Until he gets Medicaid and additional health plan approvals, Dandash accepts CareMark, WellCare, Humana, Medicare Parts B and D, and BeneCard, saying,”The rest are coming very soon.” He is very careful to stock mostly homeopathic and all-natural products made from plant derivatives, such as the Boiron brand.

You can have your prescriptions filled there, and pick up organic juices, kombucha and a variety of herbal teas from the cooler at the front. Snacks are available, made by Forager, in varieties of crunchy nut and vegetable crisps, nothing fried or greasy.

It’s an instinctive part of Dandash’s lifestyle to eat healthy and promote wellness. While he waits to receive his first shipment of COVID-19 vaccines, he can dispense DPT, flu, pneumonia and shingles vaccines. He’s in the pharmacy six days a week on his own for now, and uses his only day off on Sunday to cook Egyptian and Middle Eastern food and play with Sophie, his German shepherd mix. He’s dedicated and intense, reminding me, “You gotta love it to do it.”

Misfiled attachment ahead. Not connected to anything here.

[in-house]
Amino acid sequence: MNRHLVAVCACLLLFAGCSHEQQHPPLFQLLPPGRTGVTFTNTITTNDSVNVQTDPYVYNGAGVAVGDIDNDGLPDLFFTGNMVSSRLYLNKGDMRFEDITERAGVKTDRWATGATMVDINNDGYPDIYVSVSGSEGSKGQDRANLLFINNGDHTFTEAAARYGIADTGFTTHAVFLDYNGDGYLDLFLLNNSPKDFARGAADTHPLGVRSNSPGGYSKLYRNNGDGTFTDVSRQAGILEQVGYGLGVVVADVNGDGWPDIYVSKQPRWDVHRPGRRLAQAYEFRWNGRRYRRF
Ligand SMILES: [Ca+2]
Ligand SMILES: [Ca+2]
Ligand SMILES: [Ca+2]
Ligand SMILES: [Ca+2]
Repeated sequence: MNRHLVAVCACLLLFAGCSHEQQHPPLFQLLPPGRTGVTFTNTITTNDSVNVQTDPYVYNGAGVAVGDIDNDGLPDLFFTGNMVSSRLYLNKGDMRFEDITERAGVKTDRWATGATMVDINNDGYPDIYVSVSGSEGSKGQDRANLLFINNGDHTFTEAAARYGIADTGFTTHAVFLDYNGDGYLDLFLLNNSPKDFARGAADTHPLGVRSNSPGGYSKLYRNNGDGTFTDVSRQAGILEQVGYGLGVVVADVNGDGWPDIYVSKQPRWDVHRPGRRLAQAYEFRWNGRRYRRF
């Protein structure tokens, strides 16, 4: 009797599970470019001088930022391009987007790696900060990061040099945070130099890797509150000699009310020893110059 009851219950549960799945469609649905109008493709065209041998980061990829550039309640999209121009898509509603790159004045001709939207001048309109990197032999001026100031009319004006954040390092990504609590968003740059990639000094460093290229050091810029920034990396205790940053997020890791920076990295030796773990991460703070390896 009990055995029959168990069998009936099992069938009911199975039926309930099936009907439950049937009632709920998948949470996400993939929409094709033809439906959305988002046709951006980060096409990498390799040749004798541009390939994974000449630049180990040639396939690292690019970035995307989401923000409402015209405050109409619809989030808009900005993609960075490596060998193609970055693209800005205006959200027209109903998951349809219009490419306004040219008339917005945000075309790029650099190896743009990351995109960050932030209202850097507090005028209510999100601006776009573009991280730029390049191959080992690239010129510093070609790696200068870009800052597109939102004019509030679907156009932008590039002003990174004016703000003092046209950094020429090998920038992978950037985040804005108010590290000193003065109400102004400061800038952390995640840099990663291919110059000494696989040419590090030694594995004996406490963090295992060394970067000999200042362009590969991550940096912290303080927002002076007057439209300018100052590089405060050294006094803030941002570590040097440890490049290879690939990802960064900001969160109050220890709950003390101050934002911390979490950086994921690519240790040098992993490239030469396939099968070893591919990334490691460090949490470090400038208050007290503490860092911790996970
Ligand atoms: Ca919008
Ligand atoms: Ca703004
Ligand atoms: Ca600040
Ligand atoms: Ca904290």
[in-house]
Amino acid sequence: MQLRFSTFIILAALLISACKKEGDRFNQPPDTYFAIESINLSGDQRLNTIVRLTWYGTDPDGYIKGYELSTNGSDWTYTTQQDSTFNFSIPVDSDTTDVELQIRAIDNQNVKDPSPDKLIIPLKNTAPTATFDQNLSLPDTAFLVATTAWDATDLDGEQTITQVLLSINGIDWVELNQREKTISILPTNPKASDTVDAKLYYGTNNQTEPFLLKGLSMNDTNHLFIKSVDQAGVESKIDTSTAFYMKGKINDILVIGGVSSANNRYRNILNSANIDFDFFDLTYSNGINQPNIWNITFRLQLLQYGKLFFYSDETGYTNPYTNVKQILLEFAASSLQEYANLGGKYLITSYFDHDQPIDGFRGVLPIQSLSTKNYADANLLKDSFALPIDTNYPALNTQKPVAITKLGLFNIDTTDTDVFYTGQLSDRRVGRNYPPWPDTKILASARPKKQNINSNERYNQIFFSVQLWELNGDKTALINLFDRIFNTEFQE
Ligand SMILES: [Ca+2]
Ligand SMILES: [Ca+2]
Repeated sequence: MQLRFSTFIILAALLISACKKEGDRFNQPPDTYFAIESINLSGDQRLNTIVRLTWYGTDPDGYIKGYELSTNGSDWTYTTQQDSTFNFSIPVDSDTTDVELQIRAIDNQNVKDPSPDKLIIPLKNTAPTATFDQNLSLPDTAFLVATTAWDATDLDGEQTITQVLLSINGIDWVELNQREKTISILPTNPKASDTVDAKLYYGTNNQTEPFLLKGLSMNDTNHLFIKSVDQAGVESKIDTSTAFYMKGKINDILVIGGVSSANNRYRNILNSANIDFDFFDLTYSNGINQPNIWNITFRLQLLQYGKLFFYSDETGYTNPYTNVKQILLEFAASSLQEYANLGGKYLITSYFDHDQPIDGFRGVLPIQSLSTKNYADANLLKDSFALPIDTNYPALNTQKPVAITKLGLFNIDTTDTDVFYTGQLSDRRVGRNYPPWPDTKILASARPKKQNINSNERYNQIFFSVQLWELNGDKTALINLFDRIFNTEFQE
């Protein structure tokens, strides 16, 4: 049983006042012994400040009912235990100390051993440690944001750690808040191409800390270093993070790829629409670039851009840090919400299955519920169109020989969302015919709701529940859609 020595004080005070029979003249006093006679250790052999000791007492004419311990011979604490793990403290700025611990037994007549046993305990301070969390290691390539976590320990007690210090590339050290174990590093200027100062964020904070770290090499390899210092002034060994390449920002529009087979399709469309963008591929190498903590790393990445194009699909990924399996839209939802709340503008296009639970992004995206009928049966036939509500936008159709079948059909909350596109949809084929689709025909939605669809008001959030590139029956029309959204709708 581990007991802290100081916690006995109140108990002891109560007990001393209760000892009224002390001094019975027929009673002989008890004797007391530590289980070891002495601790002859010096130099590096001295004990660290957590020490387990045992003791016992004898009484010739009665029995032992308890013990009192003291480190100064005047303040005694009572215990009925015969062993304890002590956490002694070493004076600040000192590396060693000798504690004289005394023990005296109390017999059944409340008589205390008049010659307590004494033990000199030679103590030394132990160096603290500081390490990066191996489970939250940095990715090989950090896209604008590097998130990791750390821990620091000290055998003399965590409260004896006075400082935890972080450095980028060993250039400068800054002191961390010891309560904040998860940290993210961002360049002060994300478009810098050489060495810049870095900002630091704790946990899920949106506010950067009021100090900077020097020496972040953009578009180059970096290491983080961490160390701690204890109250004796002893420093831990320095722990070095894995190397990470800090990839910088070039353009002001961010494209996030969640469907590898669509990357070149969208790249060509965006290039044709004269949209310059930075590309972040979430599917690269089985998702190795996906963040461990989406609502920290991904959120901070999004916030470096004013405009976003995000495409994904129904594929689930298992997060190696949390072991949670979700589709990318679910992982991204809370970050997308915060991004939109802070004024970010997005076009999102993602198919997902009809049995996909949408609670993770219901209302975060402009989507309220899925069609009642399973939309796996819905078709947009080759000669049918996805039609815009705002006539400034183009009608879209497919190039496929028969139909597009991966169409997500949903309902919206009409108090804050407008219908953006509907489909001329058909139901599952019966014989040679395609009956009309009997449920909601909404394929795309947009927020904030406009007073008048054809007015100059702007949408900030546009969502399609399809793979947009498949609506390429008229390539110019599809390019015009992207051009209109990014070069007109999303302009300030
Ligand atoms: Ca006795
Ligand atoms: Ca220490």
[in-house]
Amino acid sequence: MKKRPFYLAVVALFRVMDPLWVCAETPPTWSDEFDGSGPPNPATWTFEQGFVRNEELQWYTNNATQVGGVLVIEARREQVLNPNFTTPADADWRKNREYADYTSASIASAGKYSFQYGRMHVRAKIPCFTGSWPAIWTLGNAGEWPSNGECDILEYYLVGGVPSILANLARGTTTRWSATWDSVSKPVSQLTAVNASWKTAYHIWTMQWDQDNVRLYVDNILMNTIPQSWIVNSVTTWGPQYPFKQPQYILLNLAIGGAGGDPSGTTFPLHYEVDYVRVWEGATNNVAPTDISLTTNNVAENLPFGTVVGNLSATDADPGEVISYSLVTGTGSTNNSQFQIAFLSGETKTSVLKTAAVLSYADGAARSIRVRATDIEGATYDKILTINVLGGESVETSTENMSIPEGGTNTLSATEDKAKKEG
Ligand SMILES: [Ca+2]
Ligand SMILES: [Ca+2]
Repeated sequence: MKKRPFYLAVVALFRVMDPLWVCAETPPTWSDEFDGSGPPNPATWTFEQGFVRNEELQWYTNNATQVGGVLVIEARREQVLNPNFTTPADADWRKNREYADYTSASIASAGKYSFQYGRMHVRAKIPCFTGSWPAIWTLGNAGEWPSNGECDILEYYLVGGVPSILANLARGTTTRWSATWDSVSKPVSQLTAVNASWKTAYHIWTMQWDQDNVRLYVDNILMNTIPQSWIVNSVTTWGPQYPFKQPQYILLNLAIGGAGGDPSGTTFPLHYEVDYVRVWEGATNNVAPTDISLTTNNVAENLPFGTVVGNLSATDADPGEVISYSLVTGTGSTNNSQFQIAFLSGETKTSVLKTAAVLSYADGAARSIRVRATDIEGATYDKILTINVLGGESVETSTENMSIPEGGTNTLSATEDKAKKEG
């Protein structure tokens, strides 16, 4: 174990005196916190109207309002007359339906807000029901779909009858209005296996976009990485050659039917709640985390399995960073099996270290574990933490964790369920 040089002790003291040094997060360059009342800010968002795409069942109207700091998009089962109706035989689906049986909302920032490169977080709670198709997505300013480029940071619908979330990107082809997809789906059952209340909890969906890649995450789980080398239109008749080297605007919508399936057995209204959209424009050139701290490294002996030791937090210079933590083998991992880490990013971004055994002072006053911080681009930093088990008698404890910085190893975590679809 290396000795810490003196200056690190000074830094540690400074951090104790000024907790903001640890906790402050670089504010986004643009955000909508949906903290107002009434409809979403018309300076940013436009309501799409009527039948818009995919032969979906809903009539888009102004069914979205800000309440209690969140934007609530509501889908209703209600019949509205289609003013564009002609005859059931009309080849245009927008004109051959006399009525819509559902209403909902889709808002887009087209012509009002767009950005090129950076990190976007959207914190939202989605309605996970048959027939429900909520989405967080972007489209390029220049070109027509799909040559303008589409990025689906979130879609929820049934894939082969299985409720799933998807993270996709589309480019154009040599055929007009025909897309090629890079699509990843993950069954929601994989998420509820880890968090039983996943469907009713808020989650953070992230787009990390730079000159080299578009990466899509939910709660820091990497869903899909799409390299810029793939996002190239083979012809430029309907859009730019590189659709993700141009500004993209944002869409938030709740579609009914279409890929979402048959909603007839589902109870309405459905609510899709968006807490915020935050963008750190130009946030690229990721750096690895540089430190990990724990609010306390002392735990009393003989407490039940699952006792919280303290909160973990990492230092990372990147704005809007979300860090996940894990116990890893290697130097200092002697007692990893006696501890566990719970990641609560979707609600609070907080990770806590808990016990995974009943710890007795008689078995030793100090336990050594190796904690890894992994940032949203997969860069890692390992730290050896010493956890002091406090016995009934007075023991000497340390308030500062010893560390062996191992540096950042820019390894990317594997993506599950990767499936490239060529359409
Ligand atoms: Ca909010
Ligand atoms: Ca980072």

It was a pleasure to meet and interview two interesting men with big ideas and hearts for this column and learn more about different cultures and different products and services.

Emma and Mohamed Dandash at the grand opening this summer of Serket Pharmacy on Church Street. (COURTESY ROBIN WOODS)
Emma and Mohamed Dandash at the grand opening this summer of Serket Pharmacy on Church Street. (COURTESY ROBIN WOODS)

In this column:

Robin Woods is a local girl-about-town, writing about activities, stores, restaurants and interesting people that catch her eye. She’s written memoirs and personal essays, as well as music and fashion columns for various New York City newspapers. Her writing awards include the Shirley Chisholm Award for Journalism and the Director’s Award for Essex County Legacies Essay contest.